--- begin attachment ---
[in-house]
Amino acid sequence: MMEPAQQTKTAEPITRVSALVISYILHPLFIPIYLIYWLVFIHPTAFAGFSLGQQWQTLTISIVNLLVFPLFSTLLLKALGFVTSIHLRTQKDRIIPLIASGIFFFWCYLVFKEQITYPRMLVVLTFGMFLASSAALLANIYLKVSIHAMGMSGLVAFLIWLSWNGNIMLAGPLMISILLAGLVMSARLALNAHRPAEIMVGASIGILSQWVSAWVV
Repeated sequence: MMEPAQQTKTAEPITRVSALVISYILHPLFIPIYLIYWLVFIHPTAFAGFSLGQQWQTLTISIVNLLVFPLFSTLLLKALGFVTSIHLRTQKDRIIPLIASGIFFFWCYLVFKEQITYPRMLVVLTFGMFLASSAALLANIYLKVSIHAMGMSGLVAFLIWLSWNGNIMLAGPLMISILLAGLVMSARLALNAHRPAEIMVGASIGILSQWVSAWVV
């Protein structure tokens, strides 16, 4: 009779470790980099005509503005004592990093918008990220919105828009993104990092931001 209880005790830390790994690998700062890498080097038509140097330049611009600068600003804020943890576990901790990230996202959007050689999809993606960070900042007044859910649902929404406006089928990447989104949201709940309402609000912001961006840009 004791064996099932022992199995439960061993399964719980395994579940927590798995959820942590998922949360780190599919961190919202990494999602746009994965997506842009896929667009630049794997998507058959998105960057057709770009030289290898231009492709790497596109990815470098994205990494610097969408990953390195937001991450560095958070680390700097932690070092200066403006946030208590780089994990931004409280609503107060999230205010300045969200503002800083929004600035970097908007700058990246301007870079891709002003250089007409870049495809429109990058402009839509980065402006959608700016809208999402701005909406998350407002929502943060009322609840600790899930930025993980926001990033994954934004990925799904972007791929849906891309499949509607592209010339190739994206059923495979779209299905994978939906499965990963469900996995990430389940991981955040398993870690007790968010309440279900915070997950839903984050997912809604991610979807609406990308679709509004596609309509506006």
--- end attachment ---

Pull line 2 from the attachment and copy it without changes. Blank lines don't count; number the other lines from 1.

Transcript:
Amino acid sequence: MMEPAQQTKTAEPITRVSALVISYILHPLFIPIYLIYWLVFIHPTAFAGFSLGQQWQTLTISIVNLLVFPLFSTLLLKALGFVTSIHLRTQKDRIIPLIASGIFFFWCYLVFKEQITYPRMLVVLTFGMFLASSAALLANIYLKVSIHAMGMSGLVAFLIWLSWNGNIMLAGPLMISILLAGLVMSARLALNAHRPAEIMVGASIGILSQWVSAWVV